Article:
Robert Jenson, Canon and Creed
As has often been observed, while Israel — as notably documented at Isaiah 63:16 — and Judaism — with, for that matter, much of antiquity — could indeed think of God as a Father, individuals in Judaism did not claim his paternity in the first-person singular, or presume directly to address him as “my/our Father.” Even in the passage from Isaiah, “our Father” is an appellative and not the term of address. Notoriously, Jesus did both, and this point holds even if one wholly distrusts John’s Gospel as a provider of historical information. In giving the church the prayer he did, Jesus permitted and invited us to, if one may so speak, piggyback on his relation to the Father and attach our prayer to his address to his Father.
Thus we have the classic pattern of Christian prayer: for most occasions and purposes, Christians pray to the one Jesus called Father, with Jesus the Son, who has the intrinsic right to do this, and as we thus enter the relation between them, we pray in the Spirit, who is that relation of mutual love. When I am asked to explain the Trinity, I often ask, “Do you know how to pray the Lord’s Prayer?” If the answer is “Yes,” I then reply, “Then you do understand the Trinity.”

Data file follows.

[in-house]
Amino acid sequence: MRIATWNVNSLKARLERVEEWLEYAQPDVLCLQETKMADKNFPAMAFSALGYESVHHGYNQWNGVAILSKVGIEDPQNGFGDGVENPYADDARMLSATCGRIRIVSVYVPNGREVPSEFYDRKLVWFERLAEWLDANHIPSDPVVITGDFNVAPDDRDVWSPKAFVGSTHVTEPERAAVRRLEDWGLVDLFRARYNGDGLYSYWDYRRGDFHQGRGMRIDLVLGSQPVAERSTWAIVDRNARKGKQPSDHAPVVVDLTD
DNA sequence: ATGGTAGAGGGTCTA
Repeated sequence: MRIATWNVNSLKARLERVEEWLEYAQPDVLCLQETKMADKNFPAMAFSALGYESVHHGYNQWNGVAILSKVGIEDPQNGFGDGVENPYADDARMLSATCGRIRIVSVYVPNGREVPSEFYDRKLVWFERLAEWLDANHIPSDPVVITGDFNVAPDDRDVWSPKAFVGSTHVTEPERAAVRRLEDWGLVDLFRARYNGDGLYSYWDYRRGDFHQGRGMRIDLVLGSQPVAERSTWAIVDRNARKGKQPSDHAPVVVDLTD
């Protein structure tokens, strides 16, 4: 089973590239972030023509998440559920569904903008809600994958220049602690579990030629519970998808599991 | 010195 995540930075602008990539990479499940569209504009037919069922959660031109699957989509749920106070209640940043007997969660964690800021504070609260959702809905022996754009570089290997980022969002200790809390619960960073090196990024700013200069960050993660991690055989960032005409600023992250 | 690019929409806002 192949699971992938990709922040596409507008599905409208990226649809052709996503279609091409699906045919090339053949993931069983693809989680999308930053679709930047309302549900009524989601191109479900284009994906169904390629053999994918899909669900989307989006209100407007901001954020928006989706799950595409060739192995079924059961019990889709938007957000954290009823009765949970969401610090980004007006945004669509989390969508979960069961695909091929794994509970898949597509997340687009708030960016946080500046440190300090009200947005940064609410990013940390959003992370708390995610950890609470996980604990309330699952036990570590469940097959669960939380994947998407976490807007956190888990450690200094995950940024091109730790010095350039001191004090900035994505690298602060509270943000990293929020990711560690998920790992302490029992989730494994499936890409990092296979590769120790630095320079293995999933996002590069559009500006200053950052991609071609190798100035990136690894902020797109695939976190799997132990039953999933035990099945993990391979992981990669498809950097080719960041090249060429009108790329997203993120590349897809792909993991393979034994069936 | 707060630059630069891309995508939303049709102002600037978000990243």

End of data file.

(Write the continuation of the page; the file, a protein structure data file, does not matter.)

This is my commonplace book and sometime-journal.
I blog at SpiritualFriendship.org.
I'm on Twitter.
My book is here: Washed and Waiting: Reflections on Christian Faithfulness and Homosexuality.
Subscribe via RSS.